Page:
Those less charitable may be tempted to remark that, following the Star Wars prequels his descent onto the dark side is now complete, although I still sense some good in him and he was wise enough to sell his franchises to a company that can now run with them for the better, his name no doubt appearing somewhere on the new films to restore the legacy. On the other hand, maybe Lucas knew what he was doing all along and sold up before Strange Magic was due to make its public debut? After all, what’s a movie’s budget (figures are sketchy, but I’d assume between $40-60 million) when one sells a company for over $4 billion? For their part, the film’s release may have been the one caveat in Disney’s deal, but at least it’s done and out of the way, and now the real fun can start what with bringing Star Wars back and rumors of Guardians Of The Galaxy and Jurassic World’s Chris Pratt taking on Indiana Jones…

Honestly, it’s all probably for the best: Lucas’ films were always better when he didn’t have complete creative control (even Star Wars was a raw, low budget production under producer Gary Kurtz) and it was only later, when money meant he could do as he pleased, that collaboration, and therefore the resulting films, suffered. As such, and if this was the kind of thing we could look forward to from Lucas in the future, we’d have all be wishing for the return of Jar Jar Binks – “come back, all is forgotten”! And even he couldn’t have rescued this Magic from the very, very Strange concoction it is. Best avoided!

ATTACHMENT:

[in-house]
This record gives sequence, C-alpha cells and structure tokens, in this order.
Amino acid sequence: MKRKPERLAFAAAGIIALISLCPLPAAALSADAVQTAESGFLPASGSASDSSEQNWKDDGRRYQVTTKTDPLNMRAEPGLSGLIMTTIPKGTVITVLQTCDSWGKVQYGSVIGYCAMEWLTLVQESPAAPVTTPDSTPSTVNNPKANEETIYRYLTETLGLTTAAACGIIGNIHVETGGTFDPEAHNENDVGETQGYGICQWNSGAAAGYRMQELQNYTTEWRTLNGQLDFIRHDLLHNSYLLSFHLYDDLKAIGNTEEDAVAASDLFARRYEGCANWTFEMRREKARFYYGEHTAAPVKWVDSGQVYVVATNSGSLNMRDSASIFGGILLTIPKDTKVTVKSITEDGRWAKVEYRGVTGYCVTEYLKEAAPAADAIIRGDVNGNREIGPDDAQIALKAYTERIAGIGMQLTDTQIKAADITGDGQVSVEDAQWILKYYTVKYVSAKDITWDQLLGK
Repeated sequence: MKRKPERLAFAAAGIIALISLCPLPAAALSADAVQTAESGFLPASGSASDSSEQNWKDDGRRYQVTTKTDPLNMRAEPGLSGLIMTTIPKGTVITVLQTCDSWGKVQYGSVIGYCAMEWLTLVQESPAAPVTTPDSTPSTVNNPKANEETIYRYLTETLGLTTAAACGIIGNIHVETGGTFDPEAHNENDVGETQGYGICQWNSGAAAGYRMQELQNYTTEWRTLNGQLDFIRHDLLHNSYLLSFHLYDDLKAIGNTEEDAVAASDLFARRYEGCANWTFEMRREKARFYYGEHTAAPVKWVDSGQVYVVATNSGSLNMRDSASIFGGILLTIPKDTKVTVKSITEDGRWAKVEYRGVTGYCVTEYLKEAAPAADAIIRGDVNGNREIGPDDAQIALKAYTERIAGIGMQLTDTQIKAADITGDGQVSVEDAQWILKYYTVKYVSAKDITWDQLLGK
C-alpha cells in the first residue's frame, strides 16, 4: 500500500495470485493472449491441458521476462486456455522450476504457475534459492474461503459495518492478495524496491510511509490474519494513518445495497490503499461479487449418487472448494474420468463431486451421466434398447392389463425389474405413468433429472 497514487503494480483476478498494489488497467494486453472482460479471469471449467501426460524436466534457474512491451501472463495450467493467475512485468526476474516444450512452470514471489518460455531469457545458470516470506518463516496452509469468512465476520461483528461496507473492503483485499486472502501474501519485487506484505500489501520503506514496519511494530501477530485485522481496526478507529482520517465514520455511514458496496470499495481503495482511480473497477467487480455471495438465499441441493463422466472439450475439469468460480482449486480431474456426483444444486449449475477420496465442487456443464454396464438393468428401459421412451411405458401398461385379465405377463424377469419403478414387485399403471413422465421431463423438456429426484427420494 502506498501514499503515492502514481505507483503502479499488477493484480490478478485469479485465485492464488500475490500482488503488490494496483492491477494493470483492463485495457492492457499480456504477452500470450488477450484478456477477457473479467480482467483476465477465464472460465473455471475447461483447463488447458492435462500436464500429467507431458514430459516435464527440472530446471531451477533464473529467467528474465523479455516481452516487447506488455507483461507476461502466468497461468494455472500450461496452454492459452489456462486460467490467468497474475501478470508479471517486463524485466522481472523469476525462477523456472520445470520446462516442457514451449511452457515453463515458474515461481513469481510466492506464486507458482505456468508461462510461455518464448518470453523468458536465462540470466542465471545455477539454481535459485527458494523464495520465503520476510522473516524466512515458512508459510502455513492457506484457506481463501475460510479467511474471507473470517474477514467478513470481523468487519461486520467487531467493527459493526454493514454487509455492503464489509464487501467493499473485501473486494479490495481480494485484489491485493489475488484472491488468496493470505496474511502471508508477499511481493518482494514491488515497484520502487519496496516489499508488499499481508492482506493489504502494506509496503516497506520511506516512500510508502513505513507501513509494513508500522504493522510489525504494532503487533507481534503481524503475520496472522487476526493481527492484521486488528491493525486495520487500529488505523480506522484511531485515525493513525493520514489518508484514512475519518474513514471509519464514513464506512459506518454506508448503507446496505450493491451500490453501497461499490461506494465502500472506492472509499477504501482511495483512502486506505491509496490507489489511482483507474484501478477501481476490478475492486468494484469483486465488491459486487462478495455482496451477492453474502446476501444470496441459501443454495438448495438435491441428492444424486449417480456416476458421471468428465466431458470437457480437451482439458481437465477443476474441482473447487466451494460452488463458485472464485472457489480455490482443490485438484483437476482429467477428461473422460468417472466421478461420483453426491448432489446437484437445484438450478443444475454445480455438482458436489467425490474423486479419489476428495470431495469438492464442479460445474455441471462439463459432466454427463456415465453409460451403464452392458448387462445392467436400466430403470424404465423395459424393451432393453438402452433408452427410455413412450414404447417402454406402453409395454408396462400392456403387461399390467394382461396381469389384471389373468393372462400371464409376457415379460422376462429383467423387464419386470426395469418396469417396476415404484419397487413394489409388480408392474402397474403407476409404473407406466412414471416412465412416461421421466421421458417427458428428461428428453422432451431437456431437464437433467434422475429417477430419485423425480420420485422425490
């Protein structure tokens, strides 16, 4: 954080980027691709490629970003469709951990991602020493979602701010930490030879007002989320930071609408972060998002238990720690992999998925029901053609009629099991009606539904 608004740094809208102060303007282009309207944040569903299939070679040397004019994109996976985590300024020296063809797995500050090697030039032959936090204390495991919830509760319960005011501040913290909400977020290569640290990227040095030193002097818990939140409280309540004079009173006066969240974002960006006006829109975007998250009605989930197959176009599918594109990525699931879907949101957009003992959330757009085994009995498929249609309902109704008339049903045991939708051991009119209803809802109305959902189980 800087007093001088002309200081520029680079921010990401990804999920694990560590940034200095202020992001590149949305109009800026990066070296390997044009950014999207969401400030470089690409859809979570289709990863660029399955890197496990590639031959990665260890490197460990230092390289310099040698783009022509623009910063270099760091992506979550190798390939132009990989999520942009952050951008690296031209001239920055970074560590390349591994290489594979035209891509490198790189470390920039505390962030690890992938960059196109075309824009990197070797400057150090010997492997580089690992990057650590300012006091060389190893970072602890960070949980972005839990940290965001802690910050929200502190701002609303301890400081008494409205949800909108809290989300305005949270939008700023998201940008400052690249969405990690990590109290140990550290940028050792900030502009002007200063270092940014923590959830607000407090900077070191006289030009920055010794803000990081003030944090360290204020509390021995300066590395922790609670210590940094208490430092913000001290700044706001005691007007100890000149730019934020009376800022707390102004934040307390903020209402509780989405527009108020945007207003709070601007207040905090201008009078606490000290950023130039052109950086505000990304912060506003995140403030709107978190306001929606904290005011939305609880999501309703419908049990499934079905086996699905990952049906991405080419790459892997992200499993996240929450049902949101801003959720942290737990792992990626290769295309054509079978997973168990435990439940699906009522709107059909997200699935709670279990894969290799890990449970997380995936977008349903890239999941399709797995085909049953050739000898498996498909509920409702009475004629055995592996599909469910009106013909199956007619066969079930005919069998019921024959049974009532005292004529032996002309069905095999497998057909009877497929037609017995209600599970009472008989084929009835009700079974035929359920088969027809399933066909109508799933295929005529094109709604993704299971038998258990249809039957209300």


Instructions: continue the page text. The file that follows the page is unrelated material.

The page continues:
Is This Thing Loaded?

Unsurprisingly Disney hasn’t chosen to pack the disc with hours of content, but a couple of EPK offerings at least provide a touring zoom through the production stages. Creating The Magic is actually a pretty nice little featurette in which Lucas and Rydstrom explain how realism was the visual goal, as well as a quick parade of the film’s principal cast taking a pass on their characters by way of studio vocal recording footage and talking-head soundbites. It all whips past pretty swiftly in just over five and a half minutes, with scant production footage in terms of the animation, but emphasis more on the vocal side of things, understandable for a musical.